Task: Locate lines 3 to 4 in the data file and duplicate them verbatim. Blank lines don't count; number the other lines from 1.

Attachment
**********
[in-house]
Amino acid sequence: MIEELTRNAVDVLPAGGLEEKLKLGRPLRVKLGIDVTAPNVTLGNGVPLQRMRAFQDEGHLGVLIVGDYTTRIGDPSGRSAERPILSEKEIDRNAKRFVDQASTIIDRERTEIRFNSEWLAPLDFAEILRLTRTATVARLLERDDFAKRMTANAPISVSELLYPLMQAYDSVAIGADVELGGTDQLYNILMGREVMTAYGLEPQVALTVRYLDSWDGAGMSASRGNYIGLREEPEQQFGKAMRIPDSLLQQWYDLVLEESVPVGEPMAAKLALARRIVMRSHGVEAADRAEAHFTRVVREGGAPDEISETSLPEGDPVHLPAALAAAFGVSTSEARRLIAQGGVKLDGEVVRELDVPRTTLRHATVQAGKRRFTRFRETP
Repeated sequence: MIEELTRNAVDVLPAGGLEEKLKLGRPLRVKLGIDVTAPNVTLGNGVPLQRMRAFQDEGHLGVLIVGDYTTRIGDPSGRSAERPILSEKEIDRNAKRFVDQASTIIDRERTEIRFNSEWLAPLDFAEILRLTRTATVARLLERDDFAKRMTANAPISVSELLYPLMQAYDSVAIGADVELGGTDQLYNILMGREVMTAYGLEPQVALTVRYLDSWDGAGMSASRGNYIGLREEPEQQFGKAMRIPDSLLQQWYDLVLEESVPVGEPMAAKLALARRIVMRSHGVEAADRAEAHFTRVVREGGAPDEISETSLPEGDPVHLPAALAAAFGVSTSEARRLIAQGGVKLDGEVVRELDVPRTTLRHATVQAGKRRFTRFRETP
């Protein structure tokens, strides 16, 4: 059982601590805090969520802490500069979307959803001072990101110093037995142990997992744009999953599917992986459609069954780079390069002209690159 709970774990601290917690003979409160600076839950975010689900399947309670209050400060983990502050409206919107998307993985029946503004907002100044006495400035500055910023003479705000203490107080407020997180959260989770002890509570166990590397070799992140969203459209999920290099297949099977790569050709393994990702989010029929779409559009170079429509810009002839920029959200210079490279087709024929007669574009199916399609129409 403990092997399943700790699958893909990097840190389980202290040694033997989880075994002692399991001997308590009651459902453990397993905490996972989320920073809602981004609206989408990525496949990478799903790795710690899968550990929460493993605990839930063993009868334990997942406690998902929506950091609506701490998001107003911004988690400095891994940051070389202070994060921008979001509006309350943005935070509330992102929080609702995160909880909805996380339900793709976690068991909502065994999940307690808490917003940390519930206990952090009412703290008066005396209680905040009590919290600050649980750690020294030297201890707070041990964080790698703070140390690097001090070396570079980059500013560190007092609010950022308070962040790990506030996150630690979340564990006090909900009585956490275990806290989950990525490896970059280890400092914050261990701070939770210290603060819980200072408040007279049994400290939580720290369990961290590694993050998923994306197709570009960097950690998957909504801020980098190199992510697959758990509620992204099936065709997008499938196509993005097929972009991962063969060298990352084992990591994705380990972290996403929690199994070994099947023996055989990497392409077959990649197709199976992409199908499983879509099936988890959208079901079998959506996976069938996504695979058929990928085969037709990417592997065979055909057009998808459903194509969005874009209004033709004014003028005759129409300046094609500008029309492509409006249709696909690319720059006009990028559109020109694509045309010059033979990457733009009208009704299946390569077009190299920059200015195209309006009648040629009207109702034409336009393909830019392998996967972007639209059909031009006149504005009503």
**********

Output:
Repeated sequence: MIEELTRNAVDVLPAGGLEEKLKLGRPLRVKLGIDVTAPNVTLGNGVPLQRMRAFQDEGHLGVLIVGDYTTRIGDPSGRSAERPILSEKEIDRNAKRFVDQASTIIDRERTEIRFNSEWLAPLDFAEILRLTRTATVARLLERDDFAKRMTANAPISVSELLYPLMQAYDSVAIGADVELGGTDQLYNILMGREVMTAYGLEPQVALTVRYLDSWDGAGMSASRGNYIGLREEPEQQFGKAMRIPDSLLQQWYDLVLEESVPVGEPMAAKLALARRIVMRSHGVEAADRAEAHFTRVVREGGAPDEISETSLPEGDPVHLPAALAAAFGVSTSEARRLIAQGGVKLDGEVVRELDVPRTTLRHATVQAGKRRFTRFRETP
């Protein structure tokens, strides 16, 4: 059982601590805090969520802490500069979307959803001072990101110093037995142990997992744009999953599917992986459609069954780079390069002209690159 709970774990601290917690003979409160600076839950975010689900399947309670209050400060983990502050409206919107998307993985029946503004907002100044006495400035500055910023003479705000203490107080407020997180959260989770002890509570166990590397070799992140969203459209999920290099297949099977790569050709393994990702989010029929779409559009170079429509810009002839920029959200210079490279087709024929007669574009199916399609129409 403990092997399943700790699958893909990097840190389980202290040694033997989880075994002692399991001997308590009651459902453990397993905490996972989320920073809602981004609206989408990525496949990478799903790795710690899968550990929460493993605990839930063993009868334990997942406690998902929506950091609506701490998001107003911004988690400095891994940051070389202070994060921008979001509006309350943005935070509330992102929080609702995160909880909805996380339900793709976690068991909502065994999940307690808490917003940390519930206990952090009412703290008066005396209680905040009590919290600050649980750690020294030297201890707070041990964080790698703070140390690097001090070396570079980059500013560190007092609010950022308070962040790990506030996150630690979340564990006090909900009585956490275990806290989950990525490896970059280890400092914050261990701070939770210290603060819980200072408040007279049994400290939580720290369990961290590694993050998923994306197709570009960097950690998957909504801020980098190199992510697959758990509620992204099936065709997008499938196509993005097929972009991962063969060298990352084992990591994705380990972290996403929690199994070994099947023996055989990497392409077959990649197709199976992409199908499983879509099936988890959208079901079998959506996976069938996504695979058929990928085969037709990417592997065979055909057009998808459903194509969005874009209004033709004014003028005759129409300046094609500008029309492509409006249709696909690319720059006009990028559109020109694509045309010059033979990457733009009208009704299946390569077009190299920059200015195209309006009648040629009207109702034409336009393909830019392998996967972007639209059909031009006149504005009503």